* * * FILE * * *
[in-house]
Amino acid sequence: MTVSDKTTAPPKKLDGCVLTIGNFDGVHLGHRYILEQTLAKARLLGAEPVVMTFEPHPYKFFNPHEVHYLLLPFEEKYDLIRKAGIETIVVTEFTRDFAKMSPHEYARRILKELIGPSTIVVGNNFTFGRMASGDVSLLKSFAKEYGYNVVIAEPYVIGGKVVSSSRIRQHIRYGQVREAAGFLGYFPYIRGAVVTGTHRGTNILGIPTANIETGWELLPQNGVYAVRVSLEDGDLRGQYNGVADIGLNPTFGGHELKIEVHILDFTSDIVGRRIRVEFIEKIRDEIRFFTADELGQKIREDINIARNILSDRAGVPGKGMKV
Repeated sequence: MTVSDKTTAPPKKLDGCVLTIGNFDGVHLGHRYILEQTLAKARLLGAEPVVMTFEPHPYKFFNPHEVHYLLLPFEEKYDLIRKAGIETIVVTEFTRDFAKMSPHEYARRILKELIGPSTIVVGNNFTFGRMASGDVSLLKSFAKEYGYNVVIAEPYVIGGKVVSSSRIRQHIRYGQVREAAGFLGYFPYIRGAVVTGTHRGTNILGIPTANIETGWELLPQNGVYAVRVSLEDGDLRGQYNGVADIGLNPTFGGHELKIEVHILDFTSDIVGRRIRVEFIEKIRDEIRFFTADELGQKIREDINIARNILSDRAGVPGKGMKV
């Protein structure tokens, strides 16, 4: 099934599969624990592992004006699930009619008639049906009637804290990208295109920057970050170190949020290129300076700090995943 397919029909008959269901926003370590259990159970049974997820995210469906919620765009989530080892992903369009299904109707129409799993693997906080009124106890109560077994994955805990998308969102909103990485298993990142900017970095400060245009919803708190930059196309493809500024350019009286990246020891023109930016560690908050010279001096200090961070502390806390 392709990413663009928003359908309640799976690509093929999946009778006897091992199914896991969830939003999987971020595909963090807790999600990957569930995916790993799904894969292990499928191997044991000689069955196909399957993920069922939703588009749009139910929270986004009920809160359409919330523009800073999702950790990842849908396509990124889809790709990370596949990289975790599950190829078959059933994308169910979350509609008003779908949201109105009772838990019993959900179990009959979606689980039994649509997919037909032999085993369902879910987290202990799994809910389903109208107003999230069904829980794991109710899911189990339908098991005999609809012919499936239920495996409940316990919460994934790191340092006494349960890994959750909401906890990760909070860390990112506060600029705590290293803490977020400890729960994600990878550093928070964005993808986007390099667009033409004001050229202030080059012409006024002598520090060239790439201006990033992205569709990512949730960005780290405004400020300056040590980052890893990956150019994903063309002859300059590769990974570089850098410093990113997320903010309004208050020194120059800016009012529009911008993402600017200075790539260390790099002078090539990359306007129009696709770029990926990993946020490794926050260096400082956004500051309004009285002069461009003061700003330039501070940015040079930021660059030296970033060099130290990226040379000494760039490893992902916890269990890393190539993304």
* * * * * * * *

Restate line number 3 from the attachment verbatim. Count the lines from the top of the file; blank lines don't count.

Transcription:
Repeated sequence: MTVSDKTTAPPKKLDGCVLTIGNFDGVHLGHRYILEQTLAKARLLGAEPVVMTFEPHPYKFFNPHEVHYLLLPFEEKYDLIRKAGIETIVVTEFTRDFAKMSPHEYARRILKELIGPSTIVVGNNFTFGRMASGDVSLLKSFAKEYGYNVVIAEPYVIGGKVVSSSRIRQHIRYGQVREAAGFLGYFPYIRGAVVTGTHRGTNILGIPTANIETGWELLPQNGVYAVRVSLEDGDLRGQYNGVADIGLNPTFGGHELKIEVHILDFTSDIVGRRIRVEFIEKIRDEIRFFTADELGQKIREDINIARNILSDRAGVPGKGMKV